As sure as the indigestion after a holiday meal, it would be wrong to end the year without a Best of 2018 rundown. And because you’ve already finished everything on your list (or because you’re studiously avoiding your list, we don’t judge), tuck in and enjoy. In no particular order, other than being in the top 18, (click on the pics to jump to the stories)…
To be clear, we’re talking about what’s on our plates, not about Canada’s newly legal and ubiquitous weed (granted, some clever chefs may have combined the two). Hot on the heels of Nicolette’s Drugs vs. “Bugs”: Antimicrobial Resistance and the Power of Stewardship, let’s shift gears from medicine cabinet to meal.
For the fantastic feasts and where to find them (Sorry, J.K Rowling), ’tis the season of plenty, whatever you celebrate. Unless you’re a vegan, there may be brisket at Hanukkah, or ham at Christmas, or goat biryani at Eid-ul-adah* … plus let’s not forget all the non-denominational festivities like New Years, Thanksgiving and Festivus (for the rest of us). The common theme here is a plentiful amount of meat. Let’s look at what happened before it got to our tables.
The not-so-well-kept secret in agriculture is that farmers can save money by raising more animals in less space. I remember the size of my first apartment … same goes for the COFAs (Confined Animal Feeding Operations). Less space means sanitary issues. Sanitary issues mean illness. Rather than wait for some animals to get sick and treat them, many farmers dose their herds with antibiotics (ABX) “preventatively” and regularly, and even use animal feed with ABX mixed in.
Surprisingly, antibiotics also make animals grow faster, so it takes less time (and money) to raise them. That’s such a tempting offer for farmers. Because of this “magical” ABX power, not surprisingly, about 82% of antibiotics used in Canada are in agriculture. Though some of it is necessary, just like when you or I develop an infection, a lot is what they call “indiscriminate” … preventative or for growth-enhancing purposes.
What farmers gain in efficiency, they lose to the “superbugs” they helped develop. Scientific evidence shows that bacteria are developing antibiotic resistance as a result of ABX use in animal agriculture. These bacterial “superbugs”, resistant to multiple types of antibiotics, can affect both humans and animals.
Why is that a big problem? As Adeline mentioned back in The Drugs in my Food’s Food …
Antibiotic resistance is a major threat to human health … for decades we’ve been squandering one of our most precious medicine, our best weapon in the fight against deadly infections. If we continue our current misuse of antibiotics, we may soon enter a post-antibiotic era. What does that mean to you and me? For starters, transplants will be impossible, heart infections could be deadly, and giving birth will become a lot more dangerous.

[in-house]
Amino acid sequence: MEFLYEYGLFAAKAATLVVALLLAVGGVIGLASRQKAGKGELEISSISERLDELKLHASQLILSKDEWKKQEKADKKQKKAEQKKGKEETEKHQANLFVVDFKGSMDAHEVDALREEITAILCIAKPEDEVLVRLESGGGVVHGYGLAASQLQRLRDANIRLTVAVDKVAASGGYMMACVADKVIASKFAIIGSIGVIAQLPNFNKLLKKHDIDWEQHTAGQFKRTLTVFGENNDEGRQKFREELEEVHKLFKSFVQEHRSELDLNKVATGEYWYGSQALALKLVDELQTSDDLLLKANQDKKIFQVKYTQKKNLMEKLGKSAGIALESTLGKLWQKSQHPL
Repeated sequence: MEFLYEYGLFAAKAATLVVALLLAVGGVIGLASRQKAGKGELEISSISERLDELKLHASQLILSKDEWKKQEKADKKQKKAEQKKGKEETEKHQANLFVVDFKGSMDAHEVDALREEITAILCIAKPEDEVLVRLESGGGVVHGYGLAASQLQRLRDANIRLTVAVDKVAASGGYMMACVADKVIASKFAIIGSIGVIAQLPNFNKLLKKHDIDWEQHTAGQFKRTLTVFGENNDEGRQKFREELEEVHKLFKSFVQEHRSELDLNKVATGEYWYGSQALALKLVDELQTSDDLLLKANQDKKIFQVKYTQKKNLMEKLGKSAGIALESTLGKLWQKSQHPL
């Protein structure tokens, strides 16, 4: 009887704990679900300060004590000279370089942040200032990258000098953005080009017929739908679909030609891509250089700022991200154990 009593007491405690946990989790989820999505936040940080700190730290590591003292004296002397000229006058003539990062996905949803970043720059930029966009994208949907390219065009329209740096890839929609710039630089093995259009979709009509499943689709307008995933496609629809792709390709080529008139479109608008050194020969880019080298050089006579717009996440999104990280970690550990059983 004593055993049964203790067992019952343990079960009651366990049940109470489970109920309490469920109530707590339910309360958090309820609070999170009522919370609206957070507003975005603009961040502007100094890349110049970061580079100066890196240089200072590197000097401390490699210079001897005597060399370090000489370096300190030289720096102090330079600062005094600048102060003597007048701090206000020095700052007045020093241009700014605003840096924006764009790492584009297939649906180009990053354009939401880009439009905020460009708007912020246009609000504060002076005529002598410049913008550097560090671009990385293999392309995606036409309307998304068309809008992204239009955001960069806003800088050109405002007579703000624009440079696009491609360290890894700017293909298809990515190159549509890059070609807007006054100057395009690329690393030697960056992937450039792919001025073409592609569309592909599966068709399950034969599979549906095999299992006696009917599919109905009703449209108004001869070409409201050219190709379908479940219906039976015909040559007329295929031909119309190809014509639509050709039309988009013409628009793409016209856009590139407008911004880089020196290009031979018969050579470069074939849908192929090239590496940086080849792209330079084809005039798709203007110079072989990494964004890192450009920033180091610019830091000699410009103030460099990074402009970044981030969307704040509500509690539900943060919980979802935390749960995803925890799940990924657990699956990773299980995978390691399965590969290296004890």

So what can we do?
As individuals, look for “antibiotic free” if/when we buy meat. Make sure the meat says “antibiotic free”, and not a wishy-washy claim like “100% natural” (which sounds lovely but means nothing legally-speaking). Yes, it may be more expensive, but extremely worthwhile.
We’ve heard that 40% of all food gets wasted … so if we buy less-but-better meat, and make sure not to waste it, we might come out ahead. It couldn’t hurt to try more plant-based meals while we’re at it, not just for the antibiotics, but for the environmental impacts:
As of December 1, 2018, all Medically Important Antimicrobials (MIAs) for veterinary use will be sold by prescription only. The responsible use of MIAs is intended to preserve their effectiveness and minimize the development and spread of antimicrobial resistance.
Before this switch, farmers could buy as many antibiotics as they wanted and use them whenever. Now no one can buy ABX without a veterinarian’s prescription, and vets can’t prescribe to promote growth. Though some farmers may have stockpiled, this will help future herds, and the future effectiveness of antibiotics for all. That’s definitely something to celebrate.
Cheers and happy holidays!
*Though Eid-ul-adah is technically in August this year, it is included for its major focus on meat. Eid-ul-adah translates as ‘Feast of the Sacrifice’ (thanks Farzana for the consultation!). People give one third of the animal to the needy; another third to relatives and the final third for home.
Many traditional feast dishes in Buddhism and Hinduism are already vegetarian (and delish!), so not included here.
When you’re sick you take drugs… right? And by taking those drugs, like say antibiotics when you have the flu, you get better… right? Wrong, very very wrong! The flu is actually a viral infection, meaning that along with getting plenty of rest the flu can only be treated with an antiviral! I sat down with Dr. Andrew Morris, an infectious disease specialist and Director of the Sinai Health System-University Health Network Antimicrobial Stewardship Program (ASP) to get to the bottom of the do’s and don’ts when it comes to taking antibiotics and to learn a bit more about the emerging global health threat of antimicrobial resistance (AMR).
Infectious disease specialists, you guessed it, identify and treat infections. Specialists use a wide range of antimicrobial agents (e.g. antibiotics, antivirals, etc.) to treat symptoms– but, as Dr. Morris describes, overuse and improper use of antimicrobials (ahem taking antibiotics when you have the flu) coupled with few antimicrobials on the market has contributed to the emerging global health crisis known as antimicrobial resistance.
Dr. Morris defines antimicrobial resistance as “when antibiotics don’t work because the germs have outsmarted the antibiotics”. Smart germs? Well, not so much brain capacity, more of a real-world example of survival of the fittest courtesy of our friend Charles Darwin. When bacteria (for example) are exposed to an antibiotic, only the resistant survive and spread. This problem intensifies when people are unnecessarily prescribed antibiotics. These redundant, repeat exposures are like bacteria boot camp, training whole populations of bacteria to resist antibiotics, so these treatments become ineffective in the future. Imagine dying from an ear infection?!